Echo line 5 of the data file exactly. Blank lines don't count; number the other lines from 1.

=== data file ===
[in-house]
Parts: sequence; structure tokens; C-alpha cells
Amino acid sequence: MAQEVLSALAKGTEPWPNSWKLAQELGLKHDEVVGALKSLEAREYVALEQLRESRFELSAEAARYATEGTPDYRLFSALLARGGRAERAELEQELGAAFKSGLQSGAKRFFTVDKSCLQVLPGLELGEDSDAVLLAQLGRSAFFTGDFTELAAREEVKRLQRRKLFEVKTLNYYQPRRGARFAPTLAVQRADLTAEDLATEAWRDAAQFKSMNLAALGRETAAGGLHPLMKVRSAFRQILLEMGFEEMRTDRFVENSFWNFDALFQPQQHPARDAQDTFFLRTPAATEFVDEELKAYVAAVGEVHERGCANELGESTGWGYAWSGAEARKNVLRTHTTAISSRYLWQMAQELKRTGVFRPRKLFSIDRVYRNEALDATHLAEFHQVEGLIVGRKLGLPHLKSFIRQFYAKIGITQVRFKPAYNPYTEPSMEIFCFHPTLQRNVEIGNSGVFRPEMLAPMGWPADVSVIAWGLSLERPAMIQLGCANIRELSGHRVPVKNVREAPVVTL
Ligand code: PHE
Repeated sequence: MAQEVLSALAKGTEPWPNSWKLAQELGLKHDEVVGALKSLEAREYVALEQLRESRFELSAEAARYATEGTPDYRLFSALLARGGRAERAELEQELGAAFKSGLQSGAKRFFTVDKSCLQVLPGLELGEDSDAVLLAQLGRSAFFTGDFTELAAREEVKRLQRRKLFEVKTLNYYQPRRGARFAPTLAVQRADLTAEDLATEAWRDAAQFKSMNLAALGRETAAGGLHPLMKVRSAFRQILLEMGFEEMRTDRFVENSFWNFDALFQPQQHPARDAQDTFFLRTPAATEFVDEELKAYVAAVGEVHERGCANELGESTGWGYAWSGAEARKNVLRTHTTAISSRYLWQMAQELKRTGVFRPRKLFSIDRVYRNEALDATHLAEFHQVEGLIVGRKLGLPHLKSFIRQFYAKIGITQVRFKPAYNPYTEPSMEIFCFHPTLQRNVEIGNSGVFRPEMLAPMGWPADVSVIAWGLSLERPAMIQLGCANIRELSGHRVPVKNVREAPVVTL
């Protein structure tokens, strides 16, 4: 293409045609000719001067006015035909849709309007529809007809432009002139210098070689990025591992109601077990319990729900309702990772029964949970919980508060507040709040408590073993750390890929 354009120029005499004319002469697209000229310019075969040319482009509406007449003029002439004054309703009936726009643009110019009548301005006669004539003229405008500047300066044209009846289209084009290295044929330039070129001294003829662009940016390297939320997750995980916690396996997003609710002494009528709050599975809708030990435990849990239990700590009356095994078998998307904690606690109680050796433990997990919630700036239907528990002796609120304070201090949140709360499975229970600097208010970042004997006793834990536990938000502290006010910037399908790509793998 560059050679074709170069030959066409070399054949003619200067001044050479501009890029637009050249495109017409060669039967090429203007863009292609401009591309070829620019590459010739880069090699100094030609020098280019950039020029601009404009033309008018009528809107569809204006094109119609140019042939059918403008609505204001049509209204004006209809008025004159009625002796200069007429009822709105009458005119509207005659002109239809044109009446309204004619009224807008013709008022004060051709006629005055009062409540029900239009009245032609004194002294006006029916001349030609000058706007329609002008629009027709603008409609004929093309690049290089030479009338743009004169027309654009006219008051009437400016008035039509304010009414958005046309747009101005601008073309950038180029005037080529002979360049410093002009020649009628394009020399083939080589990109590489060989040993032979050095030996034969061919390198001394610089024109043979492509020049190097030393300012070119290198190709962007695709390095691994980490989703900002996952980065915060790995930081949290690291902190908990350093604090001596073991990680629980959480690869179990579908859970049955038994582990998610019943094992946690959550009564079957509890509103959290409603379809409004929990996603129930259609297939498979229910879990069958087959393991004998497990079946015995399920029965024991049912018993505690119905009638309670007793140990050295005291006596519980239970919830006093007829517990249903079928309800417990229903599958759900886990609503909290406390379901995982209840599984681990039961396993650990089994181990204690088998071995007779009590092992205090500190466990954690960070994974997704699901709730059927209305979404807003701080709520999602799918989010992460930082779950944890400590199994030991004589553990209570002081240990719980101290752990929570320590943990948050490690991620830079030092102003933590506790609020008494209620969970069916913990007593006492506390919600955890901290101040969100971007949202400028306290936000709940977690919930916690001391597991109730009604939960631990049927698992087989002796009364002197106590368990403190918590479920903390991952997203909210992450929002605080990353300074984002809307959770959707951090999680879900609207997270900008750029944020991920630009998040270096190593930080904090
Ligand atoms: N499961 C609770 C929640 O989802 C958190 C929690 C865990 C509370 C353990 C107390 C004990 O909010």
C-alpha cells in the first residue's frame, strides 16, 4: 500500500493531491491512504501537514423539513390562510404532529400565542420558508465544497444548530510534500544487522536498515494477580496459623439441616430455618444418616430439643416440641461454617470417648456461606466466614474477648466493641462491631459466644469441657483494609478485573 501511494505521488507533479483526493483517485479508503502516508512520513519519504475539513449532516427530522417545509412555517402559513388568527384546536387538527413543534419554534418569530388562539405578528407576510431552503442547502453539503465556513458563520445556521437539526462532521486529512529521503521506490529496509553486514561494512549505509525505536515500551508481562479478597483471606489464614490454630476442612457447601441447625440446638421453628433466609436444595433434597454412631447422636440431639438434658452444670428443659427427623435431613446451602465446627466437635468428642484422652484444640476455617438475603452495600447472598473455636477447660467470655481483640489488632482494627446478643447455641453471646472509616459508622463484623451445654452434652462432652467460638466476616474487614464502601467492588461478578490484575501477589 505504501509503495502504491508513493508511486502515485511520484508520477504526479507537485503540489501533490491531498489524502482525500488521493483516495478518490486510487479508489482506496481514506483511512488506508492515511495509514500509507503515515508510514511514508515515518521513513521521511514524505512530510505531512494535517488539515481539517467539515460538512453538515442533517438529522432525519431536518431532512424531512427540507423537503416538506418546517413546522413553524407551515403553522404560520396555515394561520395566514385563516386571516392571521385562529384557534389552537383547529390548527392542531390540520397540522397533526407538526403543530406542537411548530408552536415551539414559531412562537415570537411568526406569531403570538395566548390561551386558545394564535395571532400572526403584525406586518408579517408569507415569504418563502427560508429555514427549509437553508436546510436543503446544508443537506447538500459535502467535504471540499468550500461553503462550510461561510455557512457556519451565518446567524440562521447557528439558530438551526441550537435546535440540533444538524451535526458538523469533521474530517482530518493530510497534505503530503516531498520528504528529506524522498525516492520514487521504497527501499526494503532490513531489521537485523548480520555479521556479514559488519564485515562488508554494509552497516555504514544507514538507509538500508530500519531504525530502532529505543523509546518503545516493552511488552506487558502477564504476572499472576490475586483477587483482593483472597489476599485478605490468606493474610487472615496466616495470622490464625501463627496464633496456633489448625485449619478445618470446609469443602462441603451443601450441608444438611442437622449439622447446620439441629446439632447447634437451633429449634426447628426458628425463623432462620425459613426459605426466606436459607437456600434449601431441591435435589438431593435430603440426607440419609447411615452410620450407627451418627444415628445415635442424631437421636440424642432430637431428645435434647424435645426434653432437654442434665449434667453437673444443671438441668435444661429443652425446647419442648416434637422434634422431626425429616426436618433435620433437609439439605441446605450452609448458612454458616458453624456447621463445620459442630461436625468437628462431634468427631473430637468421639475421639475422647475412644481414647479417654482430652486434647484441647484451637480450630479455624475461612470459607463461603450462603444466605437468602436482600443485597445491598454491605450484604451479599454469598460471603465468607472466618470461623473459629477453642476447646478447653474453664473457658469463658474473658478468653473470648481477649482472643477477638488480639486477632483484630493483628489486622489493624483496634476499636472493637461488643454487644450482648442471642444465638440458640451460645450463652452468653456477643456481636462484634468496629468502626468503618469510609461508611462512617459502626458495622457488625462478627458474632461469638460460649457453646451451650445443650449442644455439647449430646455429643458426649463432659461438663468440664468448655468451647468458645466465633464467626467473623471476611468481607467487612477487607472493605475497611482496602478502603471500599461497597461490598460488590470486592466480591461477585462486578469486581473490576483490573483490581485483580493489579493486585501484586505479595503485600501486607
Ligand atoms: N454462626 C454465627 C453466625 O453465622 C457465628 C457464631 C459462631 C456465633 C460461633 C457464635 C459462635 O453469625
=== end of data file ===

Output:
Repeated sequence: MAQEVLSALAKGTEPWPNSWKLAQELGLKHDEVVGALKSLEAREYVALEQLRESRFELSAEAARYATEGTPDYRLFSALLARGGRAERAELEQELGAAFKSGLQSGAKRFFTVDKSCLQVLPGLELGEDSDAVLLAQLGRSAFFTGDFTELAAREEVKRLQRRKLFEVKTLNYYQPRRGARFAPTLAVQRADLTAEDLATEAWRDAAQFKSMNLAALGRETAAGGLHPLMKVRSAFRQILLEMGFEEMRTDRFVENSFWNFDALFQPQQHPARDAQDTFFLRTPAATEFVDEELKAYVAAVGEVHERGCANELGESTGWGYAWSGAEARKNVLRTHTTAISSRYLWQMAQELKRTGVFRPRKLFSIDRVYRNEALDATHLAEFHQVEGLIVGRKLGLPHLKSFIRQFYAKIGITQVRFKPAYNPYTEPSMEIFCFHPTLQRNVEIGNSGVFRPEMLAPMGWPADVSVIAWGLSLERPAMIQLGCANIRELSGHRVPVKNVREAPVVTL